Books for Nothing

I have always had a library card, ever since I could read. My parents always took us when we were small, and when we were old enough we took ourselves. I read a lot when I was younger and always had several books on the go, and when I was a student the library was a valuable resource.

In those days it seemed that everyone used the library. I took my own children even before they could read. Our local library ran – and still does – story time sessions for toddlers which they loved.

Nowadays you can order books on line, or if you have no computer you can book one to use for free at the library. Most have photocopiers and fax machines that you can use for a small charge.  You can rent DVDs and audiobooks and even borrow e-books. The mobile libraries take books to more remote areas and volunteers deliver them to the house bound. You can usually go into the library and read the newspapers for free , and larger branches often run computer courses.

You might have guessed by now that I am a big fan of the library service – what’s not to love?  I am amazed by the number of people I come across who don’t use this service, and don’t even have a library card. For money savers such as myself it is invaluable. I can try out books to see if I like them before buying them for a start, their films rent by the week and are cheaper to hire than the DVD shop and I regularly order books on line that are ordered in for me and delivered to the library of my choice. What a fantastic service!

If you have no money then use your library.  Take the kids there on a rainy day and sit and read with them; use their newspapers and computers to job hunt; see if they run any courses to help you learn new skills.

In these austere times, when local authorities are looking to save money wherever they can the libraries could be an easy target, so appreciate how lucky we are to have such a great service – use it or lose it!

0 thoughts on “Books for Nothing

  1. silversewer09

    We have always been avid readers using the libraries for books. Now we live in a slightly rural area we have the mobile library once every 2 weeks, so its usually 6 – 8 books each to keep us going till the next visit. We order books and get them delivered by the mobile library and on occasions go to the main town library; we can hand in books from the mobile and vice versa which ,makes it a very well worth while service. What we would do without it I do not know, we could not possibly afford to buy the number of books we read.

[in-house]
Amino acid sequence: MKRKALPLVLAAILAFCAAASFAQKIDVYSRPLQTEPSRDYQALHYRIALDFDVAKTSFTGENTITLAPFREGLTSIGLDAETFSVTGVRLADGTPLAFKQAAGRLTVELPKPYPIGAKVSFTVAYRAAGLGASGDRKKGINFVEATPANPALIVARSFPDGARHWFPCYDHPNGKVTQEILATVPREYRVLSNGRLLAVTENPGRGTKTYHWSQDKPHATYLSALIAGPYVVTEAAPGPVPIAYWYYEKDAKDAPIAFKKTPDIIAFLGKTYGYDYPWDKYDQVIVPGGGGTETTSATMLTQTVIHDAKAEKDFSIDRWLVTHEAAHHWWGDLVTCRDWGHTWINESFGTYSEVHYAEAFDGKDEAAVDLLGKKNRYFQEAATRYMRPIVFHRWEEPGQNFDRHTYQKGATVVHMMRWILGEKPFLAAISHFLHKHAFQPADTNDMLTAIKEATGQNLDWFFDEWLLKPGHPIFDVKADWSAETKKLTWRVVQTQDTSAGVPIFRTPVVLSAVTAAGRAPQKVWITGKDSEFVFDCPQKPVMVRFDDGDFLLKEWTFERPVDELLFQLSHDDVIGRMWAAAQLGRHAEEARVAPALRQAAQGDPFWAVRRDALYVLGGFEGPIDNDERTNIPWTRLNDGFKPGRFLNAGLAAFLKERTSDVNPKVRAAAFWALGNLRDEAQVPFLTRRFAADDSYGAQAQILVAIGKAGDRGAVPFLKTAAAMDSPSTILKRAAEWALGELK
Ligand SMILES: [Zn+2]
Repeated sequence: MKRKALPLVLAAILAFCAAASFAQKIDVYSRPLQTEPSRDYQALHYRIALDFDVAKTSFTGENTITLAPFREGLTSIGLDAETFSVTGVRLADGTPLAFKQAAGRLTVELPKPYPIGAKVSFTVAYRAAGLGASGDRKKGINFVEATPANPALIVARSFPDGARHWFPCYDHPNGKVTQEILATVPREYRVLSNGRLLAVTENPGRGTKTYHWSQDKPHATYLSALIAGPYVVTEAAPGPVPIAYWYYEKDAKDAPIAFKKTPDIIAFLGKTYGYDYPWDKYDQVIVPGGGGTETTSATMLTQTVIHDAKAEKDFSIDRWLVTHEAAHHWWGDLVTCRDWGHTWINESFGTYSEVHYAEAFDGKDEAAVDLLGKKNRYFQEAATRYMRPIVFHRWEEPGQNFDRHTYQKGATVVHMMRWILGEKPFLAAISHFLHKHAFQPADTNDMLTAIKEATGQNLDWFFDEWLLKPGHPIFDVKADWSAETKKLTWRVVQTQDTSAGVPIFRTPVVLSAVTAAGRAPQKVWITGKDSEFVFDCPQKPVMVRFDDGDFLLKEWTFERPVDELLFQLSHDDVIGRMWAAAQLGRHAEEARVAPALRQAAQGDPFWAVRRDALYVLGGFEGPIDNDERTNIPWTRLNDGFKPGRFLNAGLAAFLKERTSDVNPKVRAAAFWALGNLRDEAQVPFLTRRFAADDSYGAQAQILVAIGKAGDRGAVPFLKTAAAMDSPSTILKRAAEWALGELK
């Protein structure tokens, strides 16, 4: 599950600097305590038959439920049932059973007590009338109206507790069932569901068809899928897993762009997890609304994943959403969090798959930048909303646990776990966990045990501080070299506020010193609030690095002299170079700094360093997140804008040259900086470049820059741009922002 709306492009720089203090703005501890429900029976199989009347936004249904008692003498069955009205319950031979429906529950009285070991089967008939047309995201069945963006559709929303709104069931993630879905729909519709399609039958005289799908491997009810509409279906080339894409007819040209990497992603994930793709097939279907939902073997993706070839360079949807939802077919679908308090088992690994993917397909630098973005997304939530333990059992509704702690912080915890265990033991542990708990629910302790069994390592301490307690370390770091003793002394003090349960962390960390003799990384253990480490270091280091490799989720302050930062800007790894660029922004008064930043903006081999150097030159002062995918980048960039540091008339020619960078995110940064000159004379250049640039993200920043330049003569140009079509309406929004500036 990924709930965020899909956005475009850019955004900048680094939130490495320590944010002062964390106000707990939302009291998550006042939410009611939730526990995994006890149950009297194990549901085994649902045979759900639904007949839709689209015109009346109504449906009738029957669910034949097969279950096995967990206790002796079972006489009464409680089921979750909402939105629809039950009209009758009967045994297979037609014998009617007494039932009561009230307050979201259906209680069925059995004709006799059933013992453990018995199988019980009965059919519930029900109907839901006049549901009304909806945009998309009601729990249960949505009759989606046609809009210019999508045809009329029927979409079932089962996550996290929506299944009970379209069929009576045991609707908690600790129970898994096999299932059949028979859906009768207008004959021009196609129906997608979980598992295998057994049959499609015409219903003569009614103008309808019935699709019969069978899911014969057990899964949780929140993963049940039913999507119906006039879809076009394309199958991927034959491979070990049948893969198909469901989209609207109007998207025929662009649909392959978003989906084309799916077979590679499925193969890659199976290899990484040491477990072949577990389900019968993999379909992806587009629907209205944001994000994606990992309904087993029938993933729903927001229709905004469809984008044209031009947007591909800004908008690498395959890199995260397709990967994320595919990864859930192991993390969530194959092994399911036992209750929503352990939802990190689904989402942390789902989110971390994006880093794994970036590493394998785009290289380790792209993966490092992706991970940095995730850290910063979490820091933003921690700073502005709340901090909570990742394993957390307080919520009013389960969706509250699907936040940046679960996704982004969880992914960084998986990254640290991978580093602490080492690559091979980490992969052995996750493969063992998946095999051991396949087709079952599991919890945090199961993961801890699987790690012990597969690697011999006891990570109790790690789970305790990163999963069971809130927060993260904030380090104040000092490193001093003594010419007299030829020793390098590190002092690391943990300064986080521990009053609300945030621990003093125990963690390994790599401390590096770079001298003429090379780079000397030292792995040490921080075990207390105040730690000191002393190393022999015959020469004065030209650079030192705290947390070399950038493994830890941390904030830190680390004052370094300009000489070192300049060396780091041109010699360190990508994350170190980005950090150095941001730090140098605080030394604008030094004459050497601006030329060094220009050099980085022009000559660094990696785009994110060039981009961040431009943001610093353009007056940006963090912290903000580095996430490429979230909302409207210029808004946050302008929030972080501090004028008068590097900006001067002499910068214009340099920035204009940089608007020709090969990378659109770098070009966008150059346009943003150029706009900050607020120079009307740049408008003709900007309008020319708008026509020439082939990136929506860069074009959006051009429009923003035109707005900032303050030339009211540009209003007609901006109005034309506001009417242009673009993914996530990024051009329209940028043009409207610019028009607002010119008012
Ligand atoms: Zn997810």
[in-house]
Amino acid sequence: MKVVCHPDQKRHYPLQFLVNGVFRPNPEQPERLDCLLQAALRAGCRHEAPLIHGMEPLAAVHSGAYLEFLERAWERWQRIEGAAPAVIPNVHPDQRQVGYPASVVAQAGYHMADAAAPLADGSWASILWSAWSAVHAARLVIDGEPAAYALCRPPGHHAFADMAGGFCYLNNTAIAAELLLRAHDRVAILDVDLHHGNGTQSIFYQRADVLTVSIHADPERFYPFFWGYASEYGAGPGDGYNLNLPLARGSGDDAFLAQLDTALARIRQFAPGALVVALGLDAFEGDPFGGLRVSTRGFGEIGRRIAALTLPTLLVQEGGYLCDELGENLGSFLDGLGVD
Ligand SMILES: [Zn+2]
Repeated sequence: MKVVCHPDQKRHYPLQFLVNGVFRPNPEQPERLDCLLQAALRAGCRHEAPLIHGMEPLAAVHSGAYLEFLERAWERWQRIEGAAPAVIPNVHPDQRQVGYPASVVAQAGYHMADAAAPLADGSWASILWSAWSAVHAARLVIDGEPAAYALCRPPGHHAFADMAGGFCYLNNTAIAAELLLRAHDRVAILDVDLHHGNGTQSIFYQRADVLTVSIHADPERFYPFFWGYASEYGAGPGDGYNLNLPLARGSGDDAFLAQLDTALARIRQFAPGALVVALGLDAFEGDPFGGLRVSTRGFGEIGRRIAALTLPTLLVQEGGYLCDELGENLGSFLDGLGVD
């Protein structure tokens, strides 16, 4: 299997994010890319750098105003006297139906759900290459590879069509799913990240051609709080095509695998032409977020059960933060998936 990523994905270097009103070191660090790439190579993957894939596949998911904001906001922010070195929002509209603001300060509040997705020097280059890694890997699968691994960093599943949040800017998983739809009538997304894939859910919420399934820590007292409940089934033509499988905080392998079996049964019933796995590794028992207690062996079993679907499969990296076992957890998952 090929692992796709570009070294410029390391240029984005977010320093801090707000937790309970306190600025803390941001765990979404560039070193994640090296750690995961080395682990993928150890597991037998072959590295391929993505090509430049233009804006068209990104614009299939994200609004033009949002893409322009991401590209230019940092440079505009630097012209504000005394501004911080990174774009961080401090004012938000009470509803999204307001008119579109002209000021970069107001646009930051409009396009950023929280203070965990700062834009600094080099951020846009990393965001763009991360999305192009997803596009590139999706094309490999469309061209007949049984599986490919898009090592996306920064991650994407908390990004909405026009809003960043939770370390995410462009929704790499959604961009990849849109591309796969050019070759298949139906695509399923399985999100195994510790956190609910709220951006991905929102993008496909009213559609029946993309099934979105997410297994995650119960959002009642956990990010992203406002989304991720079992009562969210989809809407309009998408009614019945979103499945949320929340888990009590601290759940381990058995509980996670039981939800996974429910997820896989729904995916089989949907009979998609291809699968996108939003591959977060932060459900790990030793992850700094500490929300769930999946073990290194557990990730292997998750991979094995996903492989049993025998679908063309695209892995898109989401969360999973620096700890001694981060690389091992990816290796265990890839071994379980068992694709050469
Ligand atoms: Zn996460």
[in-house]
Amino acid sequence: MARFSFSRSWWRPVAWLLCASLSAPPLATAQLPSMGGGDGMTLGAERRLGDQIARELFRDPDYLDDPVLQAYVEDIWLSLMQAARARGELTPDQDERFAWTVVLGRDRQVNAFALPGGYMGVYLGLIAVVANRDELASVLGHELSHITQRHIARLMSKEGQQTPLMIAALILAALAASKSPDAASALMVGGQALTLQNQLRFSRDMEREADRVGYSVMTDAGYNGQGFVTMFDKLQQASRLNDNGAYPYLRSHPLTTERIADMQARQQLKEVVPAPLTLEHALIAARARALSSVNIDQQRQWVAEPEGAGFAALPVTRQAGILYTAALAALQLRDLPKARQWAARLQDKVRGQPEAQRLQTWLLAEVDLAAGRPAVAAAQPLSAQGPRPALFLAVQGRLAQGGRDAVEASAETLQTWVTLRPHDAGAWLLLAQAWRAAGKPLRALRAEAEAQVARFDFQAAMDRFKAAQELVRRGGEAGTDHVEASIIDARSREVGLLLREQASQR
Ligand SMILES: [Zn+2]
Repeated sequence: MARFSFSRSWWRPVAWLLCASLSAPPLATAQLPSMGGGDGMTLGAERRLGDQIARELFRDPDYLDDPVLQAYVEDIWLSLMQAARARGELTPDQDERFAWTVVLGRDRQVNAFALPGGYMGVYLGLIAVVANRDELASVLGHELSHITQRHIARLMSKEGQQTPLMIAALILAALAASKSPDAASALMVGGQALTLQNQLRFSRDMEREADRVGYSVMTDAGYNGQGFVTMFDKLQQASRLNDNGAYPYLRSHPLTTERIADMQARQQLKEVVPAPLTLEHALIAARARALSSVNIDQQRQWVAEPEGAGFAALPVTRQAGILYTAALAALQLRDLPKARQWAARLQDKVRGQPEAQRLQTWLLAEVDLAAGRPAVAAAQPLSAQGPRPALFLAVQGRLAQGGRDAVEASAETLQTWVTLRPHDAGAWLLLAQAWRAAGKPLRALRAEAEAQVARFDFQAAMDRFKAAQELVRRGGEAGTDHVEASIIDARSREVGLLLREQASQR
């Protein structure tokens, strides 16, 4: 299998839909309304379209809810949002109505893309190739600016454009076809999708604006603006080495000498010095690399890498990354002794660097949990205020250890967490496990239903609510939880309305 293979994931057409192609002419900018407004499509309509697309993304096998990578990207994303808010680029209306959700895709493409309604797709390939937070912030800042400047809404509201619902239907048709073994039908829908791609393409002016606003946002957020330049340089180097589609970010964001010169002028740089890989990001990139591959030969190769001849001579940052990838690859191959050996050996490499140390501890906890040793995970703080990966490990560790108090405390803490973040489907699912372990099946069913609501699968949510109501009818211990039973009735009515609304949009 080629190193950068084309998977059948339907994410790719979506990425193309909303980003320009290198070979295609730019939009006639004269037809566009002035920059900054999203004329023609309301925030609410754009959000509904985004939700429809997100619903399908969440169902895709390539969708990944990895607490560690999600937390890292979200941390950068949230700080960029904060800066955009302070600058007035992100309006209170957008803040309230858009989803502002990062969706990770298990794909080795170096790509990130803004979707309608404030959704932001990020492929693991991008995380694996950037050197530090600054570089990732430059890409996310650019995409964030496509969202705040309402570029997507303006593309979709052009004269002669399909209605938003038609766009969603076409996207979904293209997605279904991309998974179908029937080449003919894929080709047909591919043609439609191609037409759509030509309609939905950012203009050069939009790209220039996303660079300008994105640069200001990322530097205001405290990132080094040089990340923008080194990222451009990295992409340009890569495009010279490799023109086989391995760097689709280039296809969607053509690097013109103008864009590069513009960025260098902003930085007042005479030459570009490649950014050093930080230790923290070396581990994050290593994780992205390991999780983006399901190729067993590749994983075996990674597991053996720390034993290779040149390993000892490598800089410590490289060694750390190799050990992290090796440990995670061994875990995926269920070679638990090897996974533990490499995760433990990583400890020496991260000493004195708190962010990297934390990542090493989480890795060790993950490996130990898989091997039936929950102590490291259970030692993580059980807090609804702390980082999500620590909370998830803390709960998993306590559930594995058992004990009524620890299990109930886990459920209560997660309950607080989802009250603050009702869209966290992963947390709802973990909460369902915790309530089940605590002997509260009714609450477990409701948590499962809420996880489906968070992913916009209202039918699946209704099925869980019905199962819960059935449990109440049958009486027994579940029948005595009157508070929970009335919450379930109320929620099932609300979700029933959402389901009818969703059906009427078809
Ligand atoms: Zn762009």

Reply
  2. Caloriesdontcount

    Although we are thinking of moving house I now live 5 minutes walk from my local library and I cant tell you how much I would miss it ,Ive been able to order 3 recommended books from one of the numerous frugal blogs I have subscribed to and tomorrow the library is waiting for me .As.child I read a lot then it seemed to get more difficult as life work and children came along but now work freedom is on the horizon boys are all grown up and moved away and there feels like there is a treasure chest at the bottom of my road , my wish list for a new house would have to include another library almost on my doorstep and then hope it stays open

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  3. frugalinsuffolksimple@gmail.com

    As a person who CONSUMES books at a great rate I agree with every word. When I worked on a mobile library I was always surprised at the places we didn’t stop at. I’ve worked in all sorts of libraries my favourite was the Schools Mobile service. Now I go to our local mobile that only comes once in 4 weeks (Council cutbacks) but we order via computer and can pick up 20 at a time!! and keep them for 8 weeks with no fines! LONG MAY IT LAST.

    Reply
  4. Baroness Prudent Spending

    I am a huge library fan and cannot understand those who would rather pay for books. Unless you need to take notes and write in a book (e.g. for studies etc.) you should always see if the library has it to lend. Plus I like walking into my huge library in town and thinking this is all mine, mine, mine! 🙂 (Technically it is just not all at once!) ~ Pru

    Reply
  5. Helen Graham (@hgraham33)

    My grown up kids have had library cards since they were 5 and we’d often take advantage of their workshops and reading sessions during the school holidays. We read the local and national papers at the library and haven’t bought a paper for years, saving us hundreds of £s. If I see a book on Amazon and I can’t take a look at it in a local bookshop, then I quite often reserve it online through the library for a 35p fee. Yes, I’ve added 35p to the cost of the book if I decide to buy it or wasted 35p if I don’t, but to me that’s preferable to buying a book costing £10-15 and finding its not what I want. Easier and cheaper than having to send a book back as well. The library is funded by the tax payer so using it’s like making use of a service you’ve invested in.

    Reply
    1. lynda kling

      Luckily, it is free to request a library book to be reserved or sent to me from another library..but 35 p is still better than buying the book. And often I buy a book because I liked it and want my own copy…

      Reply
  6. lynda kling

    As an avid reader from before I could actually read, I am always shocked by people who neither read nor use the library…I do buy books, but if I can get them at the library, I do. Our local libraries are well used but budget cuts were done several years ago, and got a lot of public out cry, so have been mostly re instated…

    Reply
  7. Sharon Peters

    Massively agree with you about the library. I love my library local to where I work – it’s always full of young mums with children, uni students, older people reading the papers in the warm and me, well I just prefer to read an actual book rather than a kindle! Something about turning the pages!

    Reply

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